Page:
Monitor the negotiation process to ensure that women are actually at the table and include women in donor-organized processes
Afghanistan’s donors have frequently expressed support for resolution 1325 but then failed to hold the government accountable when negotiations were held without women. Often donors themselves have organized negotiations and excluded women. Donors should commit to including women in any negotiation meetings they have a role in facilitating – whether they are formal or informal. They should also reinforce to the Afghan government the importance of having women actually at the table for all negotiations – not just at the “right time” – and involved in all of the planning and strategizing that takes place before such meetings.
Demand the inclusion of women in all international meetings
Donors themselves have too often been responsible for hosting meetings on Afghanistan where women were excluded. This discriminatory practice should end immediately. Donors have the leverage and should always insist that all Afghan government delegations to international events they are hosting or funding include qualified women.
Cleaner, Better, More Feminine Malaysia
Monday September 28, 2015
SEPTEMBER 28 — Malaysia is entering a transformative political period where women are the forefront of political activism, unseen since the nationalist consciousness of the late 1940s and to some extent, the dark days of 1987. At the helm is Maria Chin Abdullah, a stalwart campaigner of women’s rights better known as the leader of Bersih.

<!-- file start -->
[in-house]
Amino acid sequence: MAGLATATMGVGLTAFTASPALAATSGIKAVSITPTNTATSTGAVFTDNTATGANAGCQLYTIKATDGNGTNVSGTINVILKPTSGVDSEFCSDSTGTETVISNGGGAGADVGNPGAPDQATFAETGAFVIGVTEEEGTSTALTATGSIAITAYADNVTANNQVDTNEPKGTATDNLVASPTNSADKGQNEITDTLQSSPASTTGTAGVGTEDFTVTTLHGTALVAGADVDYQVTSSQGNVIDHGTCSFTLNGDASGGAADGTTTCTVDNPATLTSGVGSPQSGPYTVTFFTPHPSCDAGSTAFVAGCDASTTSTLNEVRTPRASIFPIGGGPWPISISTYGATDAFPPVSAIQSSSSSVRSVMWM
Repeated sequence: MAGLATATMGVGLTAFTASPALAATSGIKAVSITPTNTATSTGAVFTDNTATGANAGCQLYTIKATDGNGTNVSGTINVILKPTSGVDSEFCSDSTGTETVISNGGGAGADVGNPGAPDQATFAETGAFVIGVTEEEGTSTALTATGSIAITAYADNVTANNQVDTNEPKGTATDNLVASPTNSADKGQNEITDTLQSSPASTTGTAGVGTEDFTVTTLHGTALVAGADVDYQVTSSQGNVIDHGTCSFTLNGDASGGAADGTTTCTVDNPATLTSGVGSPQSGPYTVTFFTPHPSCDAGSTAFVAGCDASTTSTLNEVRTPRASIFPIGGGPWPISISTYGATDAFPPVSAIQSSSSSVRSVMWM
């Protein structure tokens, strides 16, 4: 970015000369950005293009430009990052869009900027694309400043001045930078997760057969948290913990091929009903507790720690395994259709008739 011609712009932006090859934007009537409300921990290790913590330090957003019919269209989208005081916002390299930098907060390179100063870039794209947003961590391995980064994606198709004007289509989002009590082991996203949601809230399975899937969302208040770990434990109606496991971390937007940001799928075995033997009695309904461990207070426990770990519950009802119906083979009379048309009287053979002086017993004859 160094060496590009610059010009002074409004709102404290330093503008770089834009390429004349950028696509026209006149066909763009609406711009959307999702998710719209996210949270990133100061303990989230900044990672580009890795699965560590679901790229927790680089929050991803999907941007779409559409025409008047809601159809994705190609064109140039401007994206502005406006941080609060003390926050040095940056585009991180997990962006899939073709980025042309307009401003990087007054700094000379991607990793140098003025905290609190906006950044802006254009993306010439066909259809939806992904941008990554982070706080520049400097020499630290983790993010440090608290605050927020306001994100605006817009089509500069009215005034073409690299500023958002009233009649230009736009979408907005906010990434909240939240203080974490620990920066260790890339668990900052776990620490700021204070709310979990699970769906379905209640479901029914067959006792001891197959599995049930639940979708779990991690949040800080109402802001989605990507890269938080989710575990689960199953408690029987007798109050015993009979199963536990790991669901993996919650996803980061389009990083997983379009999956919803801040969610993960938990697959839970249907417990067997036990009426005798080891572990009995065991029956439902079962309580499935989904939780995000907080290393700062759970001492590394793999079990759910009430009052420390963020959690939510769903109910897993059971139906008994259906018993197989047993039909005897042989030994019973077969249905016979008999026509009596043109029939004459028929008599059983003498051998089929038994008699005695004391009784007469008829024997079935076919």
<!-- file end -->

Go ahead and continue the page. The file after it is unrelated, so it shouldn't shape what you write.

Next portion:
A Malaysian woman, alongside a few other women, leading a mass rally against grand corruption is important for a few, but nonetheless significant, reasons. The Malaysian state — the parliament and its ancillary institutions — is overtly hypermasculine in character. Here, not only is Malaysian politics overwhelmingly male but the fact that hypermasculinity errs on the more toxic connotations of extreme repression and violence.
When under threat, defenders of the hypermasculine state re-assert themselves in a public display of martial arts and other threatening gestures. The homosocial band of men tumbling over each other and breaking planks of wood is yet another reminder that the dominant narrative of governance in Malaysia is one undergirded by amok.
So, it might seem that we are witnessing a gendered duality at conflict with each other; between the peaceful women-led movement and state-sanctioned hypermasculine violence. Malaysia is not unique in harnessing “feminine” probity and integrity to address state corruption sanctioned by a masculine political culture.
A 2001 report by the World Bank is of the opinion that corruption will decrease when more women are elected into public office. In Peru, Mexico, and Uganda, women have filled the ranks of state authorities — as police officers, customs officials, and local government treasurers— in the belief that women are less willing to take bribes.